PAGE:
The former College Station police headquarters at Texas Avenue will have a new purpose in the coming months as students from the International Leadership of Texas charter school move in this fall.
City council members approved the three year, $1.02 million lease of the 29,000-square-foot building on Thursday night. The space will be home to ILTexas’ first class of 10th grade students, with 11th and 12th graders added in the upcoming years. It’s a temporary space until the school’s expansion at its Longmire Drive campus is completed around fall 2023.
“This is a tremendous arrangement for both parties,” Director of Economic Development Natalie Ruiz said in a press release. “The building will soon be repurposed in a positive way, while also generating revenues that we can put to use for our citizens in a variety of ways.”
Before the meeting, Ruiz said the city was considering what to do with the former station once the police department was relocated to its new headquarters on Krenek Tap Road when the school approached officials about needing a temporary location for its high school.
ILTexas will pay for the interior finish-out of the building, Ruiz said. The city will be responsible for major systems such as structural, roofing and HVAC, while ILTexas will be responsible for regular maintenance of the building, landscaping and the parking lot. As students are added, Ruiz said, the city and school will collaborate on traffic control and parking strategies.
College Station city council also considered adopting a short-term rental ordinance but had not come to a final decision when The Eagle went to press.
The council considered two drafts, with one of the most contested differences being that one of the drafts has required owner occupancy for STRs operated within certain zoning districts. Other items in the drafts include information on how to receive a permit to operate an STR and what regulations an operator would need to abide by.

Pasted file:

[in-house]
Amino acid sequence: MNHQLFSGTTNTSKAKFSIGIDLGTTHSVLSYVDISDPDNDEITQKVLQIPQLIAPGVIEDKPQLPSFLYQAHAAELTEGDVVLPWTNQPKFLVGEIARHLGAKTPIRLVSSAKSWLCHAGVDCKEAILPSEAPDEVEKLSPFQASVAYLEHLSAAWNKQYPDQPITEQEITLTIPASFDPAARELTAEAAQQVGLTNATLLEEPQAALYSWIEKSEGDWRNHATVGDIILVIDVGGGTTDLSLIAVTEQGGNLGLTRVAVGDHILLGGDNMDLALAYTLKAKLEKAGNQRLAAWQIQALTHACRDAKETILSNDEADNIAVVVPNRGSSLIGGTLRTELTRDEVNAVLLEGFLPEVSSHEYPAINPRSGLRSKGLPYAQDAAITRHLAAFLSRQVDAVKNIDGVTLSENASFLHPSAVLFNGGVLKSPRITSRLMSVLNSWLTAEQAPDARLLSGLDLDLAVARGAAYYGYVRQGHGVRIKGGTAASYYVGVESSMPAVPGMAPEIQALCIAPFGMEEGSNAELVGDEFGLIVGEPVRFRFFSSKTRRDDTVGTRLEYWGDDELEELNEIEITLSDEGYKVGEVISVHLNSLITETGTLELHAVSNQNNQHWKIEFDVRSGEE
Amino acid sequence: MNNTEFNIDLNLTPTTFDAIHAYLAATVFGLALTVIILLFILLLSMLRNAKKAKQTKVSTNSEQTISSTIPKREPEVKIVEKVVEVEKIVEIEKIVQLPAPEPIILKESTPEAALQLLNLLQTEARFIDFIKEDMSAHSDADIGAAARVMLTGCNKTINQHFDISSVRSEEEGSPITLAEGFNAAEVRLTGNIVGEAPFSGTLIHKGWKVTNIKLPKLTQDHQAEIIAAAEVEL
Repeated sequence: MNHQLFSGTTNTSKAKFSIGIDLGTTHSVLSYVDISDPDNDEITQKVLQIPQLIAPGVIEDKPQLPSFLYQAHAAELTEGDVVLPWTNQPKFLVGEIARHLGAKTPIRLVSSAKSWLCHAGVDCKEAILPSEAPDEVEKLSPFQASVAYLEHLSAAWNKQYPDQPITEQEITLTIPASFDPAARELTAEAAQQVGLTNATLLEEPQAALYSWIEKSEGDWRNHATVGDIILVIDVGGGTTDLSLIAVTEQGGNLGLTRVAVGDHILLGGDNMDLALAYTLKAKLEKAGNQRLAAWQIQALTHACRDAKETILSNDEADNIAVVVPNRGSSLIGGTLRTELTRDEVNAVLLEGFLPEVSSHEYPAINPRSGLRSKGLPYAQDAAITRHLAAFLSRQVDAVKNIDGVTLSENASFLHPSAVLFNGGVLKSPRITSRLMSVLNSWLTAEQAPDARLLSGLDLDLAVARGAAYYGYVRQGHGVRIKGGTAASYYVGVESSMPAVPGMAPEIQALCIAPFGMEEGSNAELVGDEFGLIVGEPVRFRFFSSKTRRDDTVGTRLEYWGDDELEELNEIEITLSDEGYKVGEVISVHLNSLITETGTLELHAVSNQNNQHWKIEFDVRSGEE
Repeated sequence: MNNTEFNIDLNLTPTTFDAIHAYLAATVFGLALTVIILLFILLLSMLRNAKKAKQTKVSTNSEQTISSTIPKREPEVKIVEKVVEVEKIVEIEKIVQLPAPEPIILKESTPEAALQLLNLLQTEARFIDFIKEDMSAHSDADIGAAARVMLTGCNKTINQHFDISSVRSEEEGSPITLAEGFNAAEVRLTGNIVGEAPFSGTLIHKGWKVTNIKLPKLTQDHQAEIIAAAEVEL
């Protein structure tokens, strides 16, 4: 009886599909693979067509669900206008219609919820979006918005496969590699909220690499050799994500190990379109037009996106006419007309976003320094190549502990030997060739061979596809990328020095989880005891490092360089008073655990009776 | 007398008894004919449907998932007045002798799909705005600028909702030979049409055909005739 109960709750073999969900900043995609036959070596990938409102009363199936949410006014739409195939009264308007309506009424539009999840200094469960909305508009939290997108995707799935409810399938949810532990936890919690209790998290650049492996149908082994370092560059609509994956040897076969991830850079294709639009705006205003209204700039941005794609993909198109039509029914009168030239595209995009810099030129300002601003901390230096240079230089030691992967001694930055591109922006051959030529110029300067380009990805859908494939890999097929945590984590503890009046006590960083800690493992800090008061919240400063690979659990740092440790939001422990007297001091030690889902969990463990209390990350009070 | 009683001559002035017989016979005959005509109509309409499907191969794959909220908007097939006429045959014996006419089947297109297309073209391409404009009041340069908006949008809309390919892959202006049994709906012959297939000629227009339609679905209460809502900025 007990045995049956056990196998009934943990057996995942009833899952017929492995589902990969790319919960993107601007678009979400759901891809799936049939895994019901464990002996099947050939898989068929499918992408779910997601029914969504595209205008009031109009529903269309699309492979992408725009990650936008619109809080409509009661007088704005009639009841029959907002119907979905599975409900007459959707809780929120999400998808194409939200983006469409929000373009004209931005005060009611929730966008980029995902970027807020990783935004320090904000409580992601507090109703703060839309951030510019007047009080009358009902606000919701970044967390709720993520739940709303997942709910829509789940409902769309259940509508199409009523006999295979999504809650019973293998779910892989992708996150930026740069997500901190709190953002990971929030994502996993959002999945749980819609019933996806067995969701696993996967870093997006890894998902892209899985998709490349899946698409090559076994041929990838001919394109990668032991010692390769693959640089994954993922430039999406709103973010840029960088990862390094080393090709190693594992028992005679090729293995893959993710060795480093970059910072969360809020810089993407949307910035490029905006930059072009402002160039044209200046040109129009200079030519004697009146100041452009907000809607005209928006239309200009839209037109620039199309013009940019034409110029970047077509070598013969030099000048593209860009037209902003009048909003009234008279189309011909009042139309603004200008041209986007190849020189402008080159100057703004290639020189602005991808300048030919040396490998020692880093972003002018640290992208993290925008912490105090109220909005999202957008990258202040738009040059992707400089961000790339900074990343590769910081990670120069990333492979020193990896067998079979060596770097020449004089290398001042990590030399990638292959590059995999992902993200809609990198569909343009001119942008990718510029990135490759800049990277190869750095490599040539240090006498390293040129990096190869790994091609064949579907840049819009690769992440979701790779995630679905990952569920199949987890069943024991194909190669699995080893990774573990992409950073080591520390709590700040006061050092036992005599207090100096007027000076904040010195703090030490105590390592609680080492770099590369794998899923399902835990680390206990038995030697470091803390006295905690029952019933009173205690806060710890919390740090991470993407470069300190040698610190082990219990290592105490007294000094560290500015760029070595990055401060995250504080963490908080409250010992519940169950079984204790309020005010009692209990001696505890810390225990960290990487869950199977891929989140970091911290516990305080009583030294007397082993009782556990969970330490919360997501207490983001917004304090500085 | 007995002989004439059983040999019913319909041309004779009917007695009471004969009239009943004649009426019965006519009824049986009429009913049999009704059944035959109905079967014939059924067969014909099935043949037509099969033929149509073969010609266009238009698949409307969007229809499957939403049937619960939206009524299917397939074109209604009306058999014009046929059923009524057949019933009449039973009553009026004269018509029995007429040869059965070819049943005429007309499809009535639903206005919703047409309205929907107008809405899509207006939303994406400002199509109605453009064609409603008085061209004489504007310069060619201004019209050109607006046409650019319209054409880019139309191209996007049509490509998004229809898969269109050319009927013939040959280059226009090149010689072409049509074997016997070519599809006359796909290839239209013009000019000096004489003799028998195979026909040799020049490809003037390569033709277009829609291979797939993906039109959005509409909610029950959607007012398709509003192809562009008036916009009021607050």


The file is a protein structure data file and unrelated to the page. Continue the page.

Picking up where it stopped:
Beginning Aug. 1, following a council vote on Thursday, the City of College Station will incorporate tourism into its overall economic development and local recovery strategies with a new operation that will focus specifically on the hospitality industry.
Right now, the College Station and Bryan provide funds to Experience Bryan College Station — an outside agency that works to boost overnight stays and spending via sports tourism, meetings and conventions, and leisure travel, according to a city press release. The new operation will mean all marketing, sales and promotional functions for College Station will transition away from a third-party structure and exist within the city’s organization, the city release states.
Ruiz said in an email that staff from both cities are working together with EBCS staff on the separation process while ensuring tourism functions continue.
The city also approved of a Tenant Based Rental Assistance program that will have an application available within the next few days for people who need help due to the COVID-19 pandemic. More information will become available about how to apply in the coming days.
The council approved two advance funding agreements with the Texas Department of Transportation so that the city can contribute about $35,000 for signal improvements at the intersection of George Bush and Dexter Drive and $323,345 for signal improvements that are part of the FM 2818 widening project.
For more information on Thursday’s meeting, including presentations about the fiscal year 2020 proposed bond issuance, the rezoning of 15 acres by North Dowling Road and the 2019 Incentive Compliance Report by the Brazos Valley Economic Development Corporation, visit blog.cstx.gov.